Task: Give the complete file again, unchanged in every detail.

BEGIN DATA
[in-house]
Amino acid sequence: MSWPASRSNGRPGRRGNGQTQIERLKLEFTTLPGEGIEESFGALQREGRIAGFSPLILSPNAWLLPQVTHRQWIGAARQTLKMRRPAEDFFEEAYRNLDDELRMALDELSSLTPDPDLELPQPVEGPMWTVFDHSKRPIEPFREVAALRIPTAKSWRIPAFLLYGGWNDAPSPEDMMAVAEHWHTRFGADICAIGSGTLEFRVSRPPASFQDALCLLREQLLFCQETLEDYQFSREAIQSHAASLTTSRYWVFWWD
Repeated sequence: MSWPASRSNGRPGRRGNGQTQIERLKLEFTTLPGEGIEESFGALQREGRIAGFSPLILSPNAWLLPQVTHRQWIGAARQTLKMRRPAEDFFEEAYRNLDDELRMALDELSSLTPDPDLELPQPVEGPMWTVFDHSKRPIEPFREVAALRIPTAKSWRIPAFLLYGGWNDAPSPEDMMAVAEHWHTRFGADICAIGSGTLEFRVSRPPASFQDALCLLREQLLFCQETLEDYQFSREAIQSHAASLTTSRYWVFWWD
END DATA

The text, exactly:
[in-house]
Amino acid sequence: MSWPASRSNGRPGRRGNGQTQIERLKLEFTTLPGEGIEESFGALQREGRIAGFSPLILSPNAWLLPQVTHRQWIGAARQTLKMRRPAEDFFEEAYRNLDDELRMALDELSSLTPDPDLELPQPVEGPMWTVFDHSKRPIEPFREVAALRIPTAKSWRIPAFLLYGGWNDAPSPEDMMAVAEHWHTRFGADICAIGSGTLEFRVSRPPASFQDALCLLREQLLFCQETLEDYQFSREAIQSHAASLTTSRYWVFWWD
Repeated sequence: MSWPASRSNGRPGRRGNGQTQIERLKLEFTTLPGEGIEESFGALQREGRIAGFSPLILSPNAWLLPQVTHRQWIGAARQTLKMRRPAEDFFEEAYRNLDDELRMALDELSSLTPDPDLELPQPVEGPMWTVFDHSKRPIEPFREVAALRIPTAKSWRIPAFLLYGGWNDAPSPEDMMAVAEHWHTRFGADICAIGSGTLEFRVSRPPASFQDALCLLREQLLFCQETLEDYQFSREAIQSHAASLTTSRYWVFWWD